Peter Vidmar

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Mormon Peter Vidmar

Peter Glen Vidmar (born June 3, 1961 in Los Angeles) is an LDS gymnast and Olympic gold medalist. He was inducted into the U.S. Olympic Hall of Fame. In all he won two Olympic golds and one silver medal.Vidmar was a member of the 1984 men’s Olympic team that won the U.S.’s first (and only) team gold at the Los Angeles Games.

He is an alumnus of UCLA and host of the Annual Peter Vidmar Men's Gymanstics Invitational at Brentwood School in Los Angeles. Peter has been a gymnastics anchor for both CBS and ESPN. He has been a motivational speaker for over thirty years (an industry publication named him as one of the ten top motivational speakers in the U.S.[1]) as well as the Co-Chairman of the US Olympic Committee Summer Sports Summit. In 1998 Vidmar was inducted into the International Gymnastics Hall of Fame. He is the highest scoring American gymnast in Olympic history.

Vidmar continues to work as a journalist or broadcaster at each summer Olympics. Peter has served on the President's Council on Physical Fitness & Sports, the Executive Board of the United States Olympic Committee, and the Executive Committee of USA Gymnastics. He was appointed by Governor Arnold Schwarzenegger to serve as Vice Chair of the California Governor’s Council on Physical Fitness & Sports for the state of California.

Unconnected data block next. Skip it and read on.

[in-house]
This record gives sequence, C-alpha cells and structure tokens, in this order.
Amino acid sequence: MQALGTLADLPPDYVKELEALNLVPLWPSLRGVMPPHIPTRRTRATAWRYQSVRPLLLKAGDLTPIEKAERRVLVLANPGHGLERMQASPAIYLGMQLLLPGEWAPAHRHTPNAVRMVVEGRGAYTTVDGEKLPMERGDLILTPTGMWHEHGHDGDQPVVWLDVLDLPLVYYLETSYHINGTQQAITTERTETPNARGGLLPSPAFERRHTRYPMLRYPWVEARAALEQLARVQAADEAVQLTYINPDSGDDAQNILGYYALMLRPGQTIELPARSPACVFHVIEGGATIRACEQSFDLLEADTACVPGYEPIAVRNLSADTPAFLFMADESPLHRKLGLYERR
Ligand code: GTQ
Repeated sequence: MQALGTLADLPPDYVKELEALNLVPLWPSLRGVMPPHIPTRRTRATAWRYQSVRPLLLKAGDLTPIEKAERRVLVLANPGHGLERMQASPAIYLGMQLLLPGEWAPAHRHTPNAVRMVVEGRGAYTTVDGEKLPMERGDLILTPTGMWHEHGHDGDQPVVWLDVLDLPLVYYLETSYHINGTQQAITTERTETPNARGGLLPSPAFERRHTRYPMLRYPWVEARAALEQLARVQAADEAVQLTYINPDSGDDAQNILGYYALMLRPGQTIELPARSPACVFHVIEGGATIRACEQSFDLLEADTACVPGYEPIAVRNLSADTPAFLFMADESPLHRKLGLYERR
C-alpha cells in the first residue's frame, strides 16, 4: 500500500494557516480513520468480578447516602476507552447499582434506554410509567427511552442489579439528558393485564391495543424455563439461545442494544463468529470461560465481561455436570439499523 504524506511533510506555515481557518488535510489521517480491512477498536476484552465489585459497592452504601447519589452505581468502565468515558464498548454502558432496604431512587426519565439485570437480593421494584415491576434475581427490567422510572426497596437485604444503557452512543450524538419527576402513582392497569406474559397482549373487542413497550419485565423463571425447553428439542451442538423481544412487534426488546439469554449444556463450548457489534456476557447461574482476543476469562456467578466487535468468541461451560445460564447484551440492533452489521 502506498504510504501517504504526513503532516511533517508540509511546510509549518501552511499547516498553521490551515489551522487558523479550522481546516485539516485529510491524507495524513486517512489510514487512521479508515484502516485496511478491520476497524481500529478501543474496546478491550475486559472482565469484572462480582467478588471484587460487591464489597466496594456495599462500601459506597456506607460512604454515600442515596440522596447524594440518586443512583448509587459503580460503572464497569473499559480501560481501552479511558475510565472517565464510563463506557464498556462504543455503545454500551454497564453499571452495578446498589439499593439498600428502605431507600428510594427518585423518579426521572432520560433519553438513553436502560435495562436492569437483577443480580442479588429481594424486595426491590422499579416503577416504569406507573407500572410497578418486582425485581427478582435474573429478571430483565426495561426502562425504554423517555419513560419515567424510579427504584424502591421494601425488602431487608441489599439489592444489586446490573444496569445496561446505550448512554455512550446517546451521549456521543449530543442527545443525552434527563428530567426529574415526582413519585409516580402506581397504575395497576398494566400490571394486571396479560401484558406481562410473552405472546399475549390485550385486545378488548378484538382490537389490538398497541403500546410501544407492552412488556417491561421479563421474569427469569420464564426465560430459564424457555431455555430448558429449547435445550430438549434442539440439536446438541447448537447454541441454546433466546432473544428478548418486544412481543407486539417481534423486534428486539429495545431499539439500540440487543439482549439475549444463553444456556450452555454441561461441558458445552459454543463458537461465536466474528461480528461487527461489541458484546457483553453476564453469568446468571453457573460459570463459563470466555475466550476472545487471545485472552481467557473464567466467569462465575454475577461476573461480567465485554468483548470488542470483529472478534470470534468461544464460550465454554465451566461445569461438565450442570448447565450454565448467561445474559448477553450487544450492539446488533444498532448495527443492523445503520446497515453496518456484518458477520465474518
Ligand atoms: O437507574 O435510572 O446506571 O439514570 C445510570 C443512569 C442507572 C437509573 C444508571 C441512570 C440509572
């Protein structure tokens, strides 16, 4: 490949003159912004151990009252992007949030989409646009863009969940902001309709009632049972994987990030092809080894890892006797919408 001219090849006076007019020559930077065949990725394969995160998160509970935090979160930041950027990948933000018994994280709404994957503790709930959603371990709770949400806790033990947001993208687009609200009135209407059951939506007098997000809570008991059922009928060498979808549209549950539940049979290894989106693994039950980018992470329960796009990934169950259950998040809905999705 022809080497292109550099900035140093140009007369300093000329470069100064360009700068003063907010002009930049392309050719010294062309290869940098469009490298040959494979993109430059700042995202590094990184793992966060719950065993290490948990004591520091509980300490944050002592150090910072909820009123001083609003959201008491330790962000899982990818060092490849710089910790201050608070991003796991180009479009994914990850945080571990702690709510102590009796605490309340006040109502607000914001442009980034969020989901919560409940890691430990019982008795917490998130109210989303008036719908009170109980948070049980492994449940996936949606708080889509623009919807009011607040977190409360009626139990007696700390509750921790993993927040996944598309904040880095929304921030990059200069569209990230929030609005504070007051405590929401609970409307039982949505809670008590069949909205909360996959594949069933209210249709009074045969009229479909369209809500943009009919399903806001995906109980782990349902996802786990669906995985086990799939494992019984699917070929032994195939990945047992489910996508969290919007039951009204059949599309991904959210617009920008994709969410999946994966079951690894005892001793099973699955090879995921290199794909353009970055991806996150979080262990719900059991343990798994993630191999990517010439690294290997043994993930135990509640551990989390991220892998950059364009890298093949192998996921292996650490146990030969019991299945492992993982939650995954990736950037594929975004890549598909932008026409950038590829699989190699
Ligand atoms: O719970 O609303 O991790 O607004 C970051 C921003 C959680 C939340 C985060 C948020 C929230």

He was named chairman of the U.S. Gymnastics Board of Directors in December 2008. He sits on the Board of Governors for the Cause for Hope Foundation, and is vice president of the Orange County Youth Sports Foundation, a program that benefits underprivileged kids.

In May 2011, Vidmar was named chef de mission for the 2012 U.S. Olympic team, but he abruptly resigned after negative attention in the media and in the United States Olympic Committee due to his contributions to California’s Proposition 8 ballot initiative defining marriage as between a man and a woman.

My choice to resign was based on my desire to keep our focus and the attention of the media on the athletes and the good things they do. It hurt, because it was a great honor. If athletes are going to be asked questions about something that really had no relevance to their training and preparation for the Olympic Games, then it wasn’t going to be beneficial for me to serve. When I realized it could be a distraction to the athletes, it was a very easy decision just to step down. I wanted the athletes to have every possible advantage they can have.”[2]

He is married to former gymnast Donna Harris. They have five children and live in California. He presided over the Melbourne Australia Mission of The Church of Jesus Christ of Latter-day Saints from July 2016 to July 2019.

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